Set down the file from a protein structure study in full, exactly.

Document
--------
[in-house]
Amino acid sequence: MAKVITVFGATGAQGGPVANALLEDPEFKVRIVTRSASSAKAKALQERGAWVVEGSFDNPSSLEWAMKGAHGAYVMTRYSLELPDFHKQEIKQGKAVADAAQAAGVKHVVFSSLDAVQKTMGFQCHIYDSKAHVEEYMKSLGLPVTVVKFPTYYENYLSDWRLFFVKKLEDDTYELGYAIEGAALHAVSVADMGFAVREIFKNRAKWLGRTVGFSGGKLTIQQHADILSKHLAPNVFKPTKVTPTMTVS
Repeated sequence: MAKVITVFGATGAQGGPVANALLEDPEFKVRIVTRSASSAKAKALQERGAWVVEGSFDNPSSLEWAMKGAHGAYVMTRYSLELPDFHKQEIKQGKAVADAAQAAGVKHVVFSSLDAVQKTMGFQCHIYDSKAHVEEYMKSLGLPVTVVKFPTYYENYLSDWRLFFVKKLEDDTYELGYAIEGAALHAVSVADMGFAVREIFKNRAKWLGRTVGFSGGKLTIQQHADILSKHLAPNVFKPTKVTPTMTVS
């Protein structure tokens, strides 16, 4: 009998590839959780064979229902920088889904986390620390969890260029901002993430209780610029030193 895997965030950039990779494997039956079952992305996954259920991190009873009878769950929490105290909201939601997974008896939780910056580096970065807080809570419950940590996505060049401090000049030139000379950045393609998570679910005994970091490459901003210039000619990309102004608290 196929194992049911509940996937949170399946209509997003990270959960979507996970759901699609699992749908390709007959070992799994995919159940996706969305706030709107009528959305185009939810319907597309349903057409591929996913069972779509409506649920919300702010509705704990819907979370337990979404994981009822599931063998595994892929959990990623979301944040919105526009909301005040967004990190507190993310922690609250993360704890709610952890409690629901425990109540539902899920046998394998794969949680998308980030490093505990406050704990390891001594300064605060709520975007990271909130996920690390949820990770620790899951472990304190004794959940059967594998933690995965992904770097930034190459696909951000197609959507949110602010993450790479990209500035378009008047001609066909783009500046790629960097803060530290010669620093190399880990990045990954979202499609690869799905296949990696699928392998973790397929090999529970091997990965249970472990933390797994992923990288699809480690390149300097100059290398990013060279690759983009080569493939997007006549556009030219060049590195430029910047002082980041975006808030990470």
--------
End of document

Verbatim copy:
[in-house]
Amino acid sequence: MAKVITVFGATGAQGGPVANALLEDPEFKVRIVTRSASSAKAKALQERGAWVVEGSFDNPSSLEWAMKGAHGAYVMTRYSLELPDFHKQEIKQGKAVADAAQAAGVKHVVFSSLDAVQKTMGFQCHIYDSKAHVEEYMKSLGLPVTVVKFPTYYENYLSDWRLFFVKKLEDDTYELGYAIEGAALHAVSVADMGFAVREIFKNRAKWLGRTVGFSGGKLTIQQHADILSKHLAPNVFKPTKVTPTMTVS
Repeated sequence: MAKVITVFGATGAQGGPVANALLEDPEFKVRIVTRSASSAKAKALQERGAWVVEGSFDNPSSLEWAMKGAHGAYVMTRYSLELPDFHKQEIKQGKAVADAAQAAGVKHVVFSSLDAVQKTMGFQCHIYDSKAHVEEYMKSLGLPVTVVKFPTYYENYLSDWRLFFVKKLEDDTYELGYAIEGAALHAVSVADMGFAVREIFKNRAKWLGRTVGFSGGKLTIQQHADILSKHLAPNVFKPTKVTPTMTVS
């Protein structure tokens, strides 16, 4: 009998590839959780064979229902920088889904986390620390969890260029901002993430209780610029030193 895997965030950039990779494997039956079952992305996954259920991190009873009878769950929490105290909201939601997974008896939780910056580096970065807080809570419950940590996505060049401090000049030139000379950045393609998570679910005994970091490459901003210039000619990309102004608290 196929194992049911509940996937949170399946209509997003990270959960979507996970759901699609699992749908390709007959070992799994995919159940996706969305706030709107009528959305185009939810319907597309349903057409591929996913069972779509409506649920919300702010509705704990819907979370337990979404994981009822599931063998595994892929959990990623979301944040919105526009909301005040967004990190507190993310922690609250993360704890709610952890409690629901425990109540539902899920046998394998794969949680998308980030490093505990406050704990390891001594300064605060709520975007990271909130996920690390949820990770620790899951472990304190004794959940059967594998933690995965992904770097930034190459696909951000197609959507949110602010993450790479990209500035378009008047001609066909783009500046790629960097803060530290010669620093190399880990990045990954979202499609690869799905296949990696699928392998973790397929090999529970091997990965249970472990933390797994992923990288699809480690390149300097100059290398990013060279690759983009080569493939997007006549556009030219060049590195430029910047002082980041975006808030990470």